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Three Common Negotiation Obstacles and How to Overcome Them

Three Common Negotiation Obstacles and How to Overcome Them

Negotiation is not just for securing the best job offer. Even when you’re employed, you negotiate raises, promotions, and the scope of your day-to-day job all along your career. If you’re an entrepreneur or freelancer, you negotiate pricing, projects, and deadlines. In day-to-day life, you negotiate boundaries with other people, terms when you buy or sell a house or car, or you may negotiate for fun at the neighborhood yard sale.

You negotiate more often than you think, and for more than just money. It’s very important to do this right. Yet, many people shy away from negotiating or even trying to learn how to negotiate. Don’t be one of those people that’s afraid to negotiate and therefore just takes whatever you’re offered. If you don’t ask, the answer is definitely no!

Instead, resolve to advocate for yourself and ask for what you want – and deserve. You can negotiate even if you’re faced with some of these common obstacles.

[Related: Ten Career Tips for Every Working Woman]

1) Even when you hear no.

Don’t panic at the first sign of pushback. Instead, get curious – ask for information, not agreement. Ask clarifying questions. Don’t push on your position. Focus on getting the other person to clarify what they mean by no, so you can figure out what you need to change to get to yes.

You may just need to change something small and not end the discussion altogether. Get creative with what you’re asking for. Maybe you just need to change timing – for example, if you ask for a 10% raise and hear no, you may be able to convince your manager to agree to 5% now and 5% later.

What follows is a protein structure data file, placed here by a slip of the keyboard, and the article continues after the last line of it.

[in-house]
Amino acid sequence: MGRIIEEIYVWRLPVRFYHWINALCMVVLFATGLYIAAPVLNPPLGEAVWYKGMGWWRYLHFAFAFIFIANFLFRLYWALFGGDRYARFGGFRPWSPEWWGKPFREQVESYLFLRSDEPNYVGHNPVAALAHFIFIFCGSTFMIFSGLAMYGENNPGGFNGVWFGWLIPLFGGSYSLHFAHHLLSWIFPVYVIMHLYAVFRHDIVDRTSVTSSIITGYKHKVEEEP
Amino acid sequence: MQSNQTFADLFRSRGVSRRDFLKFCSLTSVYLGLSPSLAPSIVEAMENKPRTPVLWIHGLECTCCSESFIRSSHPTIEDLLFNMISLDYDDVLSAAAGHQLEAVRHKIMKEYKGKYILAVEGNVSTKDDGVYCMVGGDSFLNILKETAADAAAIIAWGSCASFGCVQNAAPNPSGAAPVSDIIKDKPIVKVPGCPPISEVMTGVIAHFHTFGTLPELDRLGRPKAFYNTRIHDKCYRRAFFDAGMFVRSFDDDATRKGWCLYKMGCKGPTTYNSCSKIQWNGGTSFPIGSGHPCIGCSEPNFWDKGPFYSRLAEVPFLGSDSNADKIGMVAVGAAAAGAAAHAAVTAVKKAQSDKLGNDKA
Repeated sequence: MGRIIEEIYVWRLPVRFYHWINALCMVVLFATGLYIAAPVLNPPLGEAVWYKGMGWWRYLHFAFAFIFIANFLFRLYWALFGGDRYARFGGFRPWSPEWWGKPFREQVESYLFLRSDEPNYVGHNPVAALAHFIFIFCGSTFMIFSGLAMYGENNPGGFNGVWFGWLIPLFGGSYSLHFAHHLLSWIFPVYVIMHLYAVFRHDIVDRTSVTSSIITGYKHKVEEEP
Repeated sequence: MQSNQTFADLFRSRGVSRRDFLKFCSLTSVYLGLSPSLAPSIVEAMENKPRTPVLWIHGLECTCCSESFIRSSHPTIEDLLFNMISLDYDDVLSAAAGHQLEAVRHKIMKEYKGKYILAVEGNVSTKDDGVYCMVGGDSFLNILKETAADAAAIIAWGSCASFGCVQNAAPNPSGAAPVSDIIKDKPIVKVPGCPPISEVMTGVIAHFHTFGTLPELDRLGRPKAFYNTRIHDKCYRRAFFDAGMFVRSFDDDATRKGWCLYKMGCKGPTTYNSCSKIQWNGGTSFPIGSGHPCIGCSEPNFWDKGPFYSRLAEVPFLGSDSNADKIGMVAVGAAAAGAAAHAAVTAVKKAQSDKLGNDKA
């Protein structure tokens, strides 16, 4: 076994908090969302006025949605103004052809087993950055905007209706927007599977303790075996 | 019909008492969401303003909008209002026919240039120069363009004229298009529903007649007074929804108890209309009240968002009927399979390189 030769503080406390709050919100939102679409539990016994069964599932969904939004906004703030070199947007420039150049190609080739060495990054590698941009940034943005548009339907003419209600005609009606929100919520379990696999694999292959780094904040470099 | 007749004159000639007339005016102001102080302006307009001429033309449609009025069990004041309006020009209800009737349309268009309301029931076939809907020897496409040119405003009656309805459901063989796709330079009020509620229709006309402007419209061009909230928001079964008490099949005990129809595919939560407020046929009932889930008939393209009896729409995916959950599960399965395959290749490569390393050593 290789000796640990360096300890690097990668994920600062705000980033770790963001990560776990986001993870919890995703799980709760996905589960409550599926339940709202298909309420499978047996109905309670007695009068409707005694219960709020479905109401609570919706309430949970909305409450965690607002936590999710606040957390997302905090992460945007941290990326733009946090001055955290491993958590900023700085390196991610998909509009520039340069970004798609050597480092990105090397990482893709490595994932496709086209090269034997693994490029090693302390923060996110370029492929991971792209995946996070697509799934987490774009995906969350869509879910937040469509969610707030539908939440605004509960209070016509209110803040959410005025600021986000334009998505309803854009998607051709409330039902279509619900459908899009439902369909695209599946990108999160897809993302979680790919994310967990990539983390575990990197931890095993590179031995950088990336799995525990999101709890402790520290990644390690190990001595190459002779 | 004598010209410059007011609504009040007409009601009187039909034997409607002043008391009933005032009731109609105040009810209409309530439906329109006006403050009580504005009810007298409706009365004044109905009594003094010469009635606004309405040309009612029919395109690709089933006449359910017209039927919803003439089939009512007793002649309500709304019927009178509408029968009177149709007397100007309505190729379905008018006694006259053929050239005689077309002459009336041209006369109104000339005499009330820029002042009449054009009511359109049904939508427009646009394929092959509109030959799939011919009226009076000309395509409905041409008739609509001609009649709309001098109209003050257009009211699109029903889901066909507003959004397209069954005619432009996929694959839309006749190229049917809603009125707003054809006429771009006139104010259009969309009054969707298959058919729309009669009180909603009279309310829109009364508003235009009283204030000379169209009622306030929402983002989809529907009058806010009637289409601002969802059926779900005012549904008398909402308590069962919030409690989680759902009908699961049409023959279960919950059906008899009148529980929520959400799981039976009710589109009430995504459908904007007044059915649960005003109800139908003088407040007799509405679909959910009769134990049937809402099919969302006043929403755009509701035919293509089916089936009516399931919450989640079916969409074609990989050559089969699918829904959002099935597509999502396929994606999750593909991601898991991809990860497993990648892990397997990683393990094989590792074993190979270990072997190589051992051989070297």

2) Even when the other person has no money.

You ask for a raise, and your manager not only says no, but adds that they have no money. Well, if the company isn’t bankrupt and shutting down right then and there, then they do have money – just not for your request.

Remember tip #1, and get curious about why. It could be that your manager just doesn’t have authority over the budget – therefore, who can you ask? It could be that the budget for raises is all used up – can you pull from another source, say the bonus pool? It could be that there is a salary ceiling they can’t broach – is there another way you can get more beyond your base, such as a performance bonus or company stock?

[Related: The Anchoring Effect in Negotiation, and How to Eliminate It]

3) Even if you’re a freelancer or solopreneur up against a bigger party.

But what if you’re a freelancer and not an in-house employee, so you can’t appeal to HR or to other company pools of money? You still have negotiation leverage as a freelancer or small business owner, even if your client is a much bigger company.

If a lower amount is offered, size your work output accordingly, and charge more as they ask for more. Negotiate for volume – give them a discount on this project if you’re guaranteed additional work. Pitch a bigger project that can warrant a bigger fee, or perhaps cut across multiple departments who can all pitch in to cover the bigger fee.

The point is to play around with how you’re defining the scope of work so you have not just pricing, but all aspects of a project as levers to negotiate and change. See more examples of how to negotiate as a freelancer in 7 Levers to Negotiate as a Temp or Freelancer.

Yes, you can negotiate.

I hope all of these “even if” scenarios show you that you can and should negotiate. There isn’t a situation so problematic that you can’t solve. There isn’t a specific time or set of circumstances or type of counter-party that signals you can’t negotiate.

Negotiation is about sorting out points of disagreement, so expect some pushback (otherwise you’d just agree, and there would be no need to negotiate in the first place!). Just remember that pushback isn’t necessarily bad, hostile, or mean-spirited. Get curious, get creative, and get what you deserve!

[Related: How to Ask for a Raise]

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Caroline Ceniza-Levine is a longtime Ellevate member, whose mission is helping experienced professionals in tech, media, financial services, and other industries find work they love, earn more doing it, and achieve financial independence. She is a Senior Contributor to Forbes Leadership and has appeared on CNN, CBS, and other media on job market issues. Visit the Dream Career Club to learn more.

She covers seven more common obstacles to negotiating success in Become a Fearless Negotiator.


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